Autumn Statement 2016
Written by Ray Coman
The newly appointed chancellor’s speech yesterday included many confirmations about the tax changes announced by his predecessor, Mr Osbourne. However, the full report introduced an alteration to the flat rate scheme that will have a significant impact for contractors and other self-employed individuals.
The Autumn Statement brought an increase in the flat rate scheme to 16.8%. The new percentage will apply to most contractors, regardless of their business activity. Since the percentage is applied to VAT inclusive turnover, a flat rate scheme trader will now pay 19.8% of the 20% VAT collected. This 0.2% benefit will effectively cancel the tax benefit of using the scheme.
The new percentages take effect from 1 April 2017. At that point, most traders will be better off using standard VAT accounting, and recovering VAT on expenses. For many, the accounting cost and hassle of being VAT registered will not outweigh any VAT recovery on expenses. Traders registered voluntarily should consider VAT deregistration.
The flat rate scheme currently ranges between 11% and 14.5% for most businesses. The highest percentage a trader can currently pay is 14.5%. However, a contractor providing services typically has has relatively 'low costs' relative to providing services. Only business that are not ‘low cost traders’ will be exempt from the new rules. To continue to use the lower flat rate percentage, a business has to spend at least 2% of turnover on goods. Goods in this case exclude:
- Any services (such as telephone, rent, professional fees, insurance and sub-contractor costs.)
- Capital items, (such as computer equipment and office furniture.)
- Vehicles, vans and other motor expenses.
- Food and drink consumed by the business.
Even where the 2% test is met, a trader will not be excepted unless total expenditure on goods exceeds £1,000 per year.
Retailers, restaurants and other business with high cost of sales will, by and large, meet the test. For IT contractors, management consultants and other service providers, the flat rate scheme is unlikely to be of any practical use. For instance, it is remote that stationery and office consumables will comprise 2% of turnover.
The Chancellor confirmed plans to lower corporation tax to 19% in April 2017 and eventually to 17% by April 2020. The rate by 2020 is expected to give Britain the lowest company tax in the G20.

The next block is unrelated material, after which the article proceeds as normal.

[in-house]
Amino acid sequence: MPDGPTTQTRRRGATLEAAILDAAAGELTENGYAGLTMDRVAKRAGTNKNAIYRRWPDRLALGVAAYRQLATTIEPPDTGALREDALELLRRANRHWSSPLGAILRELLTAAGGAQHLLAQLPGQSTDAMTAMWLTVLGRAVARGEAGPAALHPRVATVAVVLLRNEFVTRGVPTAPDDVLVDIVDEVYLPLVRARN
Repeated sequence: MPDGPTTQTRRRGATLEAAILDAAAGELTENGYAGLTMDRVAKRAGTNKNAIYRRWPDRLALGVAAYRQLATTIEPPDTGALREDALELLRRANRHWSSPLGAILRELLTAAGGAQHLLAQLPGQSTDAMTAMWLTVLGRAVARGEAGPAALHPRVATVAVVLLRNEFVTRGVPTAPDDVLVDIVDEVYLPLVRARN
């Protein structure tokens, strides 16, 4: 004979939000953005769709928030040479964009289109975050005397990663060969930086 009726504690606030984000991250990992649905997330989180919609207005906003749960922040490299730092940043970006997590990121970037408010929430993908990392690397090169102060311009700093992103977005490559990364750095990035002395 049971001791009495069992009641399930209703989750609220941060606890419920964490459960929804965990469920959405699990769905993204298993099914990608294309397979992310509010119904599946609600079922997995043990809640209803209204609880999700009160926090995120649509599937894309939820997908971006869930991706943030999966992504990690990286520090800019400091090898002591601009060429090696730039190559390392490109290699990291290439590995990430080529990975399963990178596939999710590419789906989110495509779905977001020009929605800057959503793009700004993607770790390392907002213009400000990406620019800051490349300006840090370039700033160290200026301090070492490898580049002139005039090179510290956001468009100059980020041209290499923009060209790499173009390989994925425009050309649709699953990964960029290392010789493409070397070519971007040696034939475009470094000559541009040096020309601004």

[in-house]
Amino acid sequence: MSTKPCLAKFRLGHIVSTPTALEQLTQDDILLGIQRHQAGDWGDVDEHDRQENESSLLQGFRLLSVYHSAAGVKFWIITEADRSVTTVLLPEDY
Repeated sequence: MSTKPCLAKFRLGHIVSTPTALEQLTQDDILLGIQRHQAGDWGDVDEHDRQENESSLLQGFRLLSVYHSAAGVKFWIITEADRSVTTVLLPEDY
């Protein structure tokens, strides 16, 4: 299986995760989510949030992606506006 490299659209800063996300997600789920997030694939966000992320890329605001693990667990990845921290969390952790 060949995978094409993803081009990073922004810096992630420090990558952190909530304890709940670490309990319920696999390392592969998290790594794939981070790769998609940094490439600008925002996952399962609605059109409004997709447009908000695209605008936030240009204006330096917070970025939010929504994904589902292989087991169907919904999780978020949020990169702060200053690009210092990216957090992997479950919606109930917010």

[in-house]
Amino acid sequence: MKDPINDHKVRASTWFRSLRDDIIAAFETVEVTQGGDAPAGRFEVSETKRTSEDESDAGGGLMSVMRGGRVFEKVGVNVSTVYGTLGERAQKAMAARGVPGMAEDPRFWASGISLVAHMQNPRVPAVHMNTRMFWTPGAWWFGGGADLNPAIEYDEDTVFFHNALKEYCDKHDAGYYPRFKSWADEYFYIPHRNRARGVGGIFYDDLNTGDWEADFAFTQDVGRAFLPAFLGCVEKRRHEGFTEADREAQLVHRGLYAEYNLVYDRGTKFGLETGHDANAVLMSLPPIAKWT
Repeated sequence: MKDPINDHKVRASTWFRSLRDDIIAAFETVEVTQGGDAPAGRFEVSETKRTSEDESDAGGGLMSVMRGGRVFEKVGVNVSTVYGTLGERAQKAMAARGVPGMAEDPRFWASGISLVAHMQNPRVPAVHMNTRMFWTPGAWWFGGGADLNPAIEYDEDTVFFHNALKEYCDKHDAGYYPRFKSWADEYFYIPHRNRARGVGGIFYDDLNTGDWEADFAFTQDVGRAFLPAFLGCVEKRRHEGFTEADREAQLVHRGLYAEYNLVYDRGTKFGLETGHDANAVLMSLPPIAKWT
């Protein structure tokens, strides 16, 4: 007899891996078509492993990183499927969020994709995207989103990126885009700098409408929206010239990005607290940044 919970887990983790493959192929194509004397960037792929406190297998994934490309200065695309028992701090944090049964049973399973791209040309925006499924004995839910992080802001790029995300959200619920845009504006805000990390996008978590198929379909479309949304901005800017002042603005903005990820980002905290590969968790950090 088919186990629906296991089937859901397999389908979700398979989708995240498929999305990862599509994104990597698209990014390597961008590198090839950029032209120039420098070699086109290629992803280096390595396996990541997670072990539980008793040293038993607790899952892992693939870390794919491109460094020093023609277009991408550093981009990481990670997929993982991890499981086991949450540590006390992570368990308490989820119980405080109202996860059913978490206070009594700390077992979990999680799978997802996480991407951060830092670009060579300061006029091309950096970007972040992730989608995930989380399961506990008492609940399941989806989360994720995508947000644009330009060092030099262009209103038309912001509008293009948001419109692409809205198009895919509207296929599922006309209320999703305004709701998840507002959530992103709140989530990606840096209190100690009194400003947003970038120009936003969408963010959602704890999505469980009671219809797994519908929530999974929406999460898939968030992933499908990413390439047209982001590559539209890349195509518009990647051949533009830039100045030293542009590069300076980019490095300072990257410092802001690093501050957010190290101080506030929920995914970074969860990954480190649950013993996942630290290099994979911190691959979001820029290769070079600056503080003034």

The employer’s (or secondary) national insurance limit will be slightly increased so that it is the same as the employees’ (or primary) national insurance limit. The two thresholds will be aligned at £157 a week with effect from April 2017. The change would not result in any extra tax liability for an employee. The extra liability for an employer would be no more than £7.18 a week per employee. The alignment is intended to simplify national insurance.
As announced in the 2016 Budget, Class 2 National Insurance Contributions, payable by self-employed people, will be abolished from April 2018. A further Budget announcement confirmed is the liability of termination payments over £30,000 to national insurance. The measure also takes effect in April 2018.
The government confirmed the previous announcement that the personal allowance will rise to £11,500 in 2017-18 and again to £12,500 by April 2020. The higher rate tax threshold is also set to increase from £42,000 (in 2016/17) to £45,000 next tax year and eventually to £50,000 by 2020. Following this, the personal allowance threshold will rise in line with the CPI measure of inflation.
Salary sacrifice scheme describe an arrangement where an employee foregoes pay in order to receive some benefit. Employee do not have to pay national insurance o benefits and therefore the scheme can bring a tax advantage. Depending on the rate of an employee’s national insurance, a benefit could be as much as 12% cheaper if paid by salary sacrifice than out of take home pay.
The Autumn statement announced an axing of perks, such as gym and private healthcare memberships and smartphones from salary sacrifice. Nonetheless, a tax benefit will still arise from sacrificing pay in favour of:
Therefore pension and childcare, which are the most common, benefit will not be affected by the new rules.
Further reiterations of the measures to be introduced in April 2017 included:
Increase ISA limit from £15,240 to £20,000 in April 2017.
Savings starting rate of £5,000 to remain in 2017/18
The major fiscal announcements have until now been made in the Spring. The Spring Budget will be replaced with an Autumn Budget, with the effect that 2017 will contain two Budget dates. The reasoning behind the change is to announce tax changes further ahead of their implementation on 5 April.
The Autumn Statement will be replaced with a Spring Statement, the first of which will be in 2018. The statements are presented as less major, although the impact of changes will vary from one taxpayer to the next.